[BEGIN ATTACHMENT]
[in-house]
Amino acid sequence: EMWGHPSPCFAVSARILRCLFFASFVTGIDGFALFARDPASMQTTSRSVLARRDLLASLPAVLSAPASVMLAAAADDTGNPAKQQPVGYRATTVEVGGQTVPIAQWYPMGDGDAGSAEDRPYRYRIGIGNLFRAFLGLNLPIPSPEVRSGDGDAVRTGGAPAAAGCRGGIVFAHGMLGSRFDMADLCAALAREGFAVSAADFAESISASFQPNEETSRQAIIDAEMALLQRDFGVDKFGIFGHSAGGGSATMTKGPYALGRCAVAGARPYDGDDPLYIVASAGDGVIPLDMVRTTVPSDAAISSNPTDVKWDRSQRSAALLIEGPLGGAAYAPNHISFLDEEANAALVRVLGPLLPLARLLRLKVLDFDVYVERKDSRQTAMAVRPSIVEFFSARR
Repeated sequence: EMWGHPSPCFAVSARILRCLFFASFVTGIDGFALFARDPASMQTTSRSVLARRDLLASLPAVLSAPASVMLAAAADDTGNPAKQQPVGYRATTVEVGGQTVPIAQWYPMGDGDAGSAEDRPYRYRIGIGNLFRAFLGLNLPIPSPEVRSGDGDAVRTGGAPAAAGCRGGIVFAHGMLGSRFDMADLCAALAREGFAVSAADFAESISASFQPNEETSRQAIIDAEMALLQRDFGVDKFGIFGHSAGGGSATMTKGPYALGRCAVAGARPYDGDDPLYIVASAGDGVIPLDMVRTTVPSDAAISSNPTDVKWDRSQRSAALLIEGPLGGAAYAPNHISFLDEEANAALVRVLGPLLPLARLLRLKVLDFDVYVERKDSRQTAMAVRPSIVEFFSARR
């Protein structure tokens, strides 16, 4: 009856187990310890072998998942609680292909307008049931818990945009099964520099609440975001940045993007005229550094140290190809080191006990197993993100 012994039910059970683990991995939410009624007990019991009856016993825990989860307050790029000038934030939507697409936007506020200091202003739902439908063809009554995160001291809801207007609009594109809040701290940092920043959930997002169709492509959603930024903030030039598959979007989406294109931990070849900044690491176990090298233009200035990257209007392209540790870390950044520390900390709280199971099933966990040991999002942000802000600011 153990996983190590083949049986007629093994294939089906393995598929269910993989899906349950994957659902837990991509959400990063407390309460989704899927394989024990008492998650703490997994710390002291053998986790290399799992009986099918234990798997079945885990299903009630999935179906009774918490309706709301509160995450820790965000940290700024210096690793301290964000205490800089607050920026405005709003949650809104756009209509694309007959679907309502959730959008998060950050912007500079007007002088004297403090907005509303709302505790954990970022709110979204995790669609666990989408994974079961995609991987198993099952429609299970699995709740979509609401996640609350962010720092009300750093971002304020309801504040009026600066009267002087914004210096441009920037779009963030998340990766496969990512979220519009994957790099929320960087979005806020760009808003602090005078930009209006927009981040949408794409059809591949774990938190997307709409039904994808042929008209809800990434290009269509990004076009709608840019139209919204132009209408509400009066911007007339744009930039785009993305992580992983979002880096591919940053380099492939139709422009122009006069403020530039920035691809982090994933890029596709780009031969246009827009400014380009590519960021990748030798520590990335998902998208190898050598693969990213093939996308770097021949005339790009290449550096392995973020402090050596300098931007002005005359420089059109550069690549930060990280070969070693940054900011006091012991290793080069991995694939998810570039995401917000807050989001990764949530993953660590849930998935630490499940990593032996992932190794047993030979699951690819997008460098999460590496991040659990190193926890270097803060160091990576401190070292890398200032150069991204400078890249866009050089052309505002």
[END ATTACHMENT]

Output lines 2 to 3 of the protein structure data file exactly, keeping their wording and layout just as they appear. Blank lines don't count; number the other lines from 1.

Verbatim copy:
Amino acid sequence: EMWGHPSPCFAVSARILRCLFFASFVTGIDGFALFARDPASMQTTSRSVLARRDLLASLPAVLSAPASVMLAAAADDTGNPAKQQPVGYRATTVEVGGQTVPIAQWYPMGDGDAGSAEDRPYRYRIGIGNLFRAFLGLNLPIPSPEVRSGDGDAVRTGGAPAAAGCRGGIVFAHGMLGSRFDMADLCAALAREGFAVSAADFAESISASFQPNEETSRQAIIDAEMALLQRDFGVDKFGIFGHSAGGGSATMTKGPYALGRCAVAGARPYDGDDPLYIVASAGDGVIPLDMVRTTVPSDAAISSNPTDVKWDRSQRSAALLIEGPLGGAAYAPNHISFLDEEANAALVRVLGPLLPLARLLRLKVLDFDVYVERKDSRQTAMAVRPSIVEFFSARR
Repeated sequence: EMWGHPSPCFAVSARILRCLFFASFVTGIDGFALFARDPASMQTTSRSVLARRDLLASLPAVLSAPASVMLAAAADDTGNPAKQQPVGYRATTVEVGGQTVPIAQWYPMGDGDAGSAEDRPYRYRIGIGNLFRAFLGLNLPIPSPEVRSGDGDAVRTGGAPAAAGCRGGIVFAHGMLGSRFDMADLCAALAREGFAVSAADFAESISASFQPNEETSRQAIIDAEMALLQRDFGVDKFGIFGHSAGGGSATMTKGPYALGRCAVAGARPYDGDDPLYIVASAGDGVIPLDMVRTTVPSDAAISSNPTDVKWDRSQRSAALLIEGPLGGAAYAPNHISFLDEEANAALVRVLGPLLPLARLLRLKVLDFDVYVERKDSRQTAMAVRPSIVEFFSARR